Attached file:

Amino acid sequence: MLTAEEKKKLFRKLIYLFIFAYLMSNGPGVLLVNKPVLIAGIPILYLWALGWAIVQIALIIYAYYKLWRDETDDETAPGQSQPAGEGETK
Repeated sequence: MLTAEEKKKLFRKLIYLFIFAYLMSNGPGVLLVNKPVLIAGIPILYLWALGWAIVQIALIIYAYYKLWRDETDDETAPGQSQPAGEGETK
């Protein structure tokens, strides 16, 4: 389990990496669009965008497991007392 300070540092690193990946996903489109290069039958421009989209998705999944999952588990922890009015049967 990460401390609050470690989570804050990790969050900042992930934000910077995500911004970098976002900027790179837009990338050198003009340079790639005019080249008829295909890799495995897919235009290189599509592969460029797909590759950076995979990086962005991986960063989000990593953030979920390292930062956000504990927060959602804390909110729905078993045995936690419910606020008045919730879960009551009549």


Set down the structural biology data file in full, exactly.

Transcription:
Amino acid sequence: MLTAEEKKKLFRKLIYLFIFAYLMSNGPGVLLVNKPVLIAGIPILYLWALGWAIVQIALIIYAYYKLWRDETDDETAPGQSQPAGEGETK
Repeated sequence: MLTAEEKKKLFRKLIYLFIFAYLMSNGPGVLLVNKPVLIAGIPILYLWALGWAIVQIALIIYAYYKLWRDETDDETAPGQSQPAGEGETK
């Protein structure tokens, strides 16, 4: 389990990496669009965008497991007392 300070540092690193990946996903489109290069039958421009989209998705999944999952588990922890009015049967 990460401390609050470690989570804050990790969050900042992930934000910077995500911004970098976002900027790179837009990338050198003009340079790639005019080249008829295909890799495995897919235009290189599509592969460029797909590759950076995979990086962005991986960063989000990593953030979920390292930062956000504990927060959602804390909110729905078993045995936690419910606020008045919730879960009551009549």